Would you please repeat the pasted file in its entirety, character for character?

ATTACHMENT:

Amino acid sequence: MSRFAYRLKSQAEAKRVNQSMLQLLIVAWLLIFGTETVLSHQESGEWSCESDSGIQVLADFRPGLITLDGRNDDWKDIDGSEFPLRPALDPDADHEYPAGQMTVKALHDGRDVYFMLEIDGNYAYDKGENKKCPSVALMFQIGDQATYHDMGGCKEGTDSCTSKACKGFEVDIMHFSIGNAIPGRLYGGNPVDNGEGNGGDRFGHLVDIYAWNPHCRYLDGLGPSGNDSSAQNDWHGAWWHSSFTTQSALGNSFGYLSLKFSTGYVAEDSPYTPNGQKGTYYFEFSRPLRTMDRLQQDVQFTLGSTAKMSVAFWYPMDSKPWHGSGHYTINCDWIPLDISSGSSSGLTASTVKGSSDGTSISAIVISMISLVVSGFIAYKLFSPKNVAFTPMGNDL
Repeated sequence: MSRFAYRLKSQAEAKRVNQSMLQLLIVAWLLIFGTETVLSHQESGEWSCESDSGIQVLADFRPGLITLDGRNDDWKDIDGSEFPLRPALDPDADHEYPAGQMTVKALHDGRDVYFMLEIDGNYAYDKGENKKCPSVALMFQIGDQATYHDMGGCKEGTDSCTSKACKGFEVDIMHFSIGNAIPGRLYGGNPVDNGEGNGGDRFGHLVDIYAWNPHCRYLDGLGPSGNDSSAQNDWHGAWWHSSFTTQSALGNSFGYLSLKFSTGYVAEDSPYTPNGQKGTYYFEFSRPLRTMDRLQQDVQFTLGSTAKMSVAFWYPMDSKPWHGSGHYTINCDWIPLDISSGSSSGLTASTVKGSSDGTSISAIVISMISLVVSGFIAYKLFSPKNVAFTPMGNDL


Amino acid sequence: MSRFAYRLKSQAEAKRVNQSMLQLLIVAWLLIFGTETVLSHQESGEWSCESDSGIQVLADFRPGLITLDGRNDDWKDIDGSEFPLRPALDPDADHEYPAGQMTVKALHDGRDVYFMLEIDGNYAYDKGENKKCPSVALMFQIGDQATYHDMGGCKEGTDSCTSKACKGFEVDIMHFSIGNAIPGRLYGGNPVDNGEGNGGDRFGHLVDIYAWNPHCRYLDGLGPSGNDSSAQNDWHGAWWHSSFTTQSALGNSFGYLSLKFSTGYVAEDSPYTPNGQKGTYYFEFSRPLRTMDRLQQDVQFTLGSTAKMSVAFWYPMDSKPWHGSGHYTINCDWIPLDISSGSSSGLTASTVKGSSDGTSISAIVISMISLVVSGFIAYKLFSPKNVAFTPMGNDL
Repeated sequence: MSRFAYRLKSQAEAKRVNQSMLQLLIVAWLLIFGTETVLSHQESGEWSCESDSGIQVLADFRPGLITLDGRNDDWKDIDGSEFPLRPALDPDADHEYPAGQMTVKALHDGRDVYFMLEIDGNYAYDKGENKKCPSVALMFQIGDQATYHDMGGCKEGTDSCTSKACKGFEVDIMHFSIGNAIPGRLYGGNPVDNGEGNGGDRFGHLVDIYAWNPHCRYLDGLGPSGNDSSAQNDWHGAWWHSSFTTQSALGNSFGYLSLKFSTGYVAEDSPYTPNGQKGTYYFEFSRPLRTMDRLQQDVQFTLGSTAKMSVAFWYPMDSKPWHGSGHYTINCDWIPLDISSGSSSGLTASTVKGSSDGTSISAIVISMISLVVSGFIAYKLFSPKNVAFTPMGNDL